Google’s New Search Algorithm to Crack Down on ‘Black Hat Webspam’
By Matthew Braga, Ars Technica
Following previous changes to Google’s ranking and page layout algorithms, the search giant is pushing yet another update to its algorithm this week with the hopes of curbing “black hat webspam” from creeping into search results.
The change will go live for all languages at the same time within the next few days, said engineer Matt Cutts in a blog post yesterday, and will affect roughly 3.1 percent of queries in English “to a degree that a regular user might notice.”
Cutts said the changes are targeted at sites engaged in tactics such as keyword stuffing, or “unusual linking patterns” where unrelated links are sprinkled throughout a fake or manufactured article. These sites might be harder to recognize than more blatant SEO offenses, but Google engineers believe that targeted sites “are engaging in webspam tactics to manipulate search engine rankings.”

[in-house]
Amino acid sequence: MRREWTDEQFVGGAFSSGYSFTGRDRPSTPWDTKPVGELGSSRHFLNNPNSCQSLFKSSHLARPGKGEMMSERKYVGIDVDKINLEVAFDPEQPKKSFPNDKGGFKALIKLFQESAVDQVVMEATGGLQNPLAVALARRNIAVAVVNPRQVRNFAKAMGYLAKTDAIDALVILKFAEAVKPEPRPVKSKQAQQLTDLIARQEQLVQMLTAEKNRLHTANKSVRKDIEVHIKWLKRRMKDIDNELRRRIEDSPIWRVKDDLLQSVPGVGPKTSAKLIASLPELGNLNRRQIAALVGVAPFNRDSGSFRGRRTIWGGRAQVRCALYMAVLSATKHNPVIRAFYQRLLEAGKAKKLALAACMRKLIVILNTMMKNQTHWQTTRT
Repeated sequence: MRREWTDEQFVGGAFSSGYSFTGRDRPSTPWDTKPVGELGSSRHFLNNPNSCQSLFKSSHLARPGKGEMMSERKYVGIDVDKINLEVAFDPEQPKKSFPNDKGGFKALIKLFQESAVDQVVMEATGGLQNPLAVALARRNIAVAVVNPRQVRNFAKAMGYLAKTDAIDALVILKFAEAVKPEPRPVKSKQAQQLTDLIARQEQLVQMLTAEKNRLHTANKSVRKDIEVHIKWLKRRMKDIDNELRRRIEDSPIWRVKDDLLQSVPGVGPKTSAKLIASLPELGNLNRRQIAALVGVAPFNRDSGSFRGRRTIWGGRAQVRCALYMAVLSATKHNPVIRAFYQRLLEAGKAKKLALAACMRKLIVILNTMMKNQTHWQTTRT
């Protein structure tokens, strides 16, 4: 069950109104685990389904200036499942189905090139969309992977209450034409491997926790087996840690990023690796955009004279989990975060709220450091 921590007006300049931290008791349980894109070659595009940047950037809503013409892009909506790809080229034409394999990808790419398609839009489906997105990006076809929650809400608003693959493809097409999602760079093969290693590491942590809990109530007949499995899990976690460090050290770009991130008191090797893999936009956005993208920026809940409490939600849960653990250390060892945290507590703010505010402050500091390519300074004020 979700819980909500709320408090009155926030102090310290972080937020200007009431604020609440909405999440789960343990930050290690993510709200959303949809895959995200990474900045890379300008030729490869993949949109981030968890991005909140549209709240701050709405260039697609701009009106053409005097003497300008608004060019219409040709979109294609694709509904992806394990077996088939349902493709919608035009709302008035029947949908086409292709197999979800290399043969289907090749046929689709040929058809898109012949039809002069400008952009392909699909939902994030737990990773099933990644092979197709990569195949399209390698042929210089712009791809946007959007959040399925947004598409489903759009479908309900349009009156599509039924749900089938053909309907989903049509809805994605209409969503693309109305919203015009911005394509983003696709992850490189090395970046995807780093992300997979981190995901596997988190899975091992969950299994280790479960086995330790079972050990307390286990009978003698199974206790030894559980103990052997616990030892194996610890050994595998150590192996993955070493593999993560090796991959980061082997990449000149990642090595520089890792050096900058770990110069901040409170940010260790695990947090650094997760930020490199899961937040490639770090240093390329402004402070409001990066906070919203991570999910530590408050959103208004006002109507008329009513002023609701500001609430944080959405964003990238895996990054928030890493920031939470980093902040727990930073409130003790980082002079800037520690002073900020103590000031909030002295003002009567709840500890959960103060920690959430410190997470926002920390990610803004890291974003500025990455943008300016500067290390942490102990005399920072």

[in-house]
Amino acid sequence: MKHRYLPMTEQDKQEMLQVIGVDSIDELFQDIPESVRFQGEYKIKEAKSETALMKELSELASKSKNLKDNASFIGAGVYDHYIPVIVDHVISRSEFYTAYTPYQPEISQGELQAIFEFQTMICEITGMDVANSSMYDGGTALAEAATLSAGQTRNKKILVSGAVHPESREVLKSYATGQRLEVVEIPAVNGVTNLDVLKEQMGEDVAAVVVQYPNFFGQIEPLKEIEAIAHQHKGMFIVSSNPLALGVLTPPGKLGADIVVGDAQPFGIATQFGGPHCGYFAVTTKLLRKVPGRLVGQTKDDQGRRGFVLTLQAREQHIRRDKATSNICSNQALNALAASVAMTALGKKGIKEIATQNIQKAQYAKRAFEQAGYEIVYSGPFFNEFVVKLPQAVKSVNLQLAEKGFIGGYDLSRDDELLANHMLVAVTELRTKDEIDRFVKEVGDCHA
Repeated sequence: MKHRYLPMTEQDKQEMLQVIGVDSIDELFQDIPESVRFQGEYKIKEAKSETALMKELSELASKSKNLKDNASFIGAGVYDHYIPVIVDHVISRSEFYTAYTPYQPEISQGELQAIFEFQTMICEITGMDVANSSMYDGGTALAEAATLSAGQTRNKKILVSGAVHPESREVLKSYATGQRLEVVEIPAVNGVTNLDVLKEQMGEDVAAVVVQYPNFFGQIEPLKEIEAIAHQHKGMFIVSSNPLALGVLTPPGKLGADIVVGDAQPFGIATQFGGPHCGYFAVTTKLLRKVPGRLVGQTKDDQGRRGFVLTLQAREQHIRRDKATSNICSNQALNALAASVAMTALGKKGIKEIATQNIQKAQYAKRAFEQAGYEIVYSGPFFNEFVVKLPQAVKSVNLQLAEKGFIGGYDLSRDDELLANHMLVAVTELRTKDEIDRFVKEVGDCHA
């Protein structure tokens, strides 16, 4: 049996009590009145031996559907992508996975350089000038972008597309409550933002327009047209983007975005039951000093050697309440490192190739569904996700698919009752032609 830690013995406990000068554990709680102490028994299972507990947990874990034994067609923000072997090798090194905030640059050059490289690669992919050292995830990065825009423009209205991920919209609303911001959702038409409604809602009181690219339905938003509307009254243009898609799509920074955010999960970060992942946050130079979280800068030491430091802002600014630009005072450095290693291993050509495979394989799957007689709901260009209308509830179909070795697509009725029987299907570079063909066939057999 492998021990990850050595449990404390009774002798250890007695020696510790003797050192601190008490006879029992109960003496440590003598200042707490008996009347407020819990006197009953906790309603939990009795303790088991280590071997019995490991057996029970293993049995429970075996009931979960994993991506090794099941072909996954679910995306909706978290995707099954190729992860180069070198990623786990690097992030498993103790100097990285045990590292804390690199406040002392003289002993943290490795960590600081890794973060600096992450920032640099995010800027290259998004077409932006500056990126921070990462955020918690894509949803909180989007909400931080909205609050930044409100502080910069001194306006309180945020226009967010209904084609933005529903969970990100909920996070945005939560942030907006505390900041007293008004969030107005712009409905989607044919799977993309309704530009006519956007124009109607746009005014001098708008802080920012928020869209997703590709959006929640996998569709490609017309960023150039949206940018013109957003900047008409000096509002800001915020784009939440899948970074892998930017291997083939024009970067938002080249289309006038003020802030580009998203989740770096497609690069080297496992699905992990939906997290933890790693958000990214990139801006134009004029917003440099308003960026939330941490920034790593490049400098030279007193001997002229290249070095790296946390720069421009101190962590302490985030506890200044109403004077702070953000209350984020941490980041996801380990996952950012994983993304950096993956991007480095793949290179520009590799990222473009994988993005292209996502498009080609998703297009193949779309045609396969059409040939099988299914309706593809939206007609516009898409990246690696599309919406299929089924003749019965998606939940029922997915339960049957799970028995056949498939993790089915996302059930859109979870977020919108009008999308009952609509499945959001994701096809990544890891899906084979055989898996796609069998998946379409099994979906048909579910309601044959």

As previously reported, there have been at least nine major updates to Google’s “Panda” algorithms since they were introduced last February, with numerous other tweaks along the way. In some cases, otherwise innocent sites were harmed, though this change is promised to affect a much smaller subset of visible search results.
Google’s quality guidelines outline just some of the discouraged tactics, which include hidden text or links, pages with irrelevant keywords, cloaking, and, of course, the presence of malicious software. That’s not to say all SEO is bad, however. Cutts points out that so-called white hat techniques are still fair game, and can often improve the usability of a site, “which is good for both users and search engines.”
As for packing every known pharmaceutical synonym into your site’s footer? That’s probably not as wise.
This article originally appeared on Ars Technica, Wired’s sister site for in-depth technology news.